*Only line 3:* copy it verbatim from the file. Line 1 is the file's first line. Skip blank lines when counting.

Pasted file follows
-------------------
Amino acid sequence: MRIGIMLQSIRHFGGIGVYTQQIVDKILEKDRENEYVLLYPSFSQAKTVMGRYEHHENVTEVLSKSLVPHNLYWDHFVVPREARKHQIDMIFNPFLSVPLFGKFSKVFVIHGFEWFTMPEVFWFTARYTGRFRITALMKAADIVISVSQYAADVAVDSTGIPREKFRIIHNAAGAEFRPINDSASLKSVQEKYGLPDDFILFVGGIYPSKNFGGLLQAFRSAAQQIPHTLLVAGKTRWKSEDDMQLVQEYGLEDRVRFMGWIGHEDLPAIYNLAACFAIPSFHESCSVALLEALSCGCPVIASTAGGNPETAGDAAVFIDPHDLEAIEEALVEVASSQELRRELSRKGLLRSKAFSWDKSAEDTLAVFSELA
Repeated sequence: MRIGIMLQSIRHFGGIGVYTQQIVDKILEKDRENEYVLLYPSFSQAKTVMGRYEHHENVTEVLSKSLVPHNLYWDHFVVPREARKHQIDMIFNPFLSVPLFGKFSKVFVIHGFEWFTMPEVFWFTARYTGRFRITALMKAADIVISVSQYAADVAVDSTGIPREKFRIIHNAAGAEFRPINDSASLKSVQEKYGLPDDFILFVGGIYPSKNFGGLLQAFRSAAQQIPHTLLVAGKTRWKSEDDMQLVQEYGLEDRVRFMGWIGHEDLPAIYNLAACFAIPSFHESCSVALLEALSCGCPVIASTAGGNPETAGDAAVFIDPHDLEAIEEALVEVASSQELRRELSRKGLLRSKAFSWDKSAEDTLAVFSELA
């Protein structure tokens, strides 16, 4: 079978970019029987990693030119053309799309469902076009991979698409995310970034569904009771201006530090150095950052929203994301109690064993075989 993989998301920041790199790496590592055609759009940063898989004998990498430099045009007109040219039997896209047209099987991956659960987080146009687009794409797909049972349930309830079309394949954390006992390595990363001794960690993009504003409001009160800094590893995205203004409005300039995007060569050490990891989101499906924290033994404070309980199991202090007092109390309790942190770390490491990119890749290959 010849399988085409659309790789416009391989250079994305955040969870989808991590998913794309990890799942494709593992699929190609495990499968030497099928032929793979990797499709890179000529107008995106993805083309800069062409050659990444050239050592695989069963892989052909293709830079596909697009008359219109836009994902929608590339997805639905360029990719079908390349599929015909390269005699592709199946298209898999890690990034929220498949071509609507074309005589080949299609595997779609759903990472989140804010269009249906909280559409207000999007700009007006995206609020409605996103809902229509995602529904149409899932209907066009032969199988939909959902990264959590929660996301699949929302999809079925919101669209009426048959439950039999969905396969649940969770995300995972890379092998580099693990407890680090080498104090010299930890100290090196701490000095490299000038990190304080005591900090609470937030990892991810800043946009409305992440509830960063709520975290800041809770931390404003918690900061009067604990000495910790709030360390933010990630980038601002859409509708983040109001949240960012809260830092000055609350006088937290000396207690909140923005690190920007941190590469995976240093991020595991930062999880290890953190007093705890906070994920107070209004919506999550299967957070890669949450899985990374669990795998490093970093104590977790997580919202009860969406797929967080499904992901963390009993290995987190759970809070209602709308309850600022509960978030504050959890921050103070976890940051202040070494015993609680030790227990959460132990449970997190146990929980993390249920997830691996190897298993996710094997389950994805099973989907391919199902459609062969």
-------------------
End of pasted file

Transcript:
């Protein structure tokens, strides 16, 4: 079978970019029987990693030119053309799309469902076009991979698409995310970034569904009771201006530090150095950052929203994301109690064993075989 993989998301920041790199790496590592055609759009940063898989004998990498430099045009007109040219039997896209047209099987991956659960987080146009687009794409797909049972349930309830079309394949954390006992390595990363001794960690993009504003409001009160800094590893995205203004409005300039995007060569050490990891989101499906924290033994404070309980199991202090007092109390309790942190770390490491990119890749290959 010849399988085409659309790789416009391989250079994305955040969870989808991590998913794309990890799942494709593992699929190609495990499968030497099928032929793979990797499709890179000529107008995106993805083309800069062409050659990444050239050592695989069963892989052909293709830079596909697009008359219109836009994902929608590339997805639905360029990719079908390349599929015909390269005699592709199946298209898999890690990034929220498949071509609507074309005589080949299609595997779609759903990472989140804010269009249906909280559409207000999007700009007006995206609020409605996103809902229509995602529904149409899932209907066009032969199988939909959902990264959590929660996301699949929302999809079925919101669209009426048959439950039999969905396969649940969770995300995972890379092998580099693990407890680090080498104090010299930890100290090196701490000095490299000038990190304080005591900090609470937030990892991810800043946009409305992440509830960063709520975290800041809770931390404003918690900061009067604990000495910790709030360390933010990630980038601002859409509708983040109001949240960012809260830092000055609350006088937290000396207690909140923005690190920007941190590469995976240093991020595991930062999880290890953190007093705890906070994920107070209004919506999550299967957070890669949450899985990374669990795998490093970093104590977790997580919202009860969406797929967080499904992901963390009993290995987190759970809070209602709308309850600022509960978030504050959890921050103070976890940051202040070494015993609680030790227990959460132990449970997190146990929980993390249920997830691996190897298993996710094997389950994805099973989907391919199902459609062969």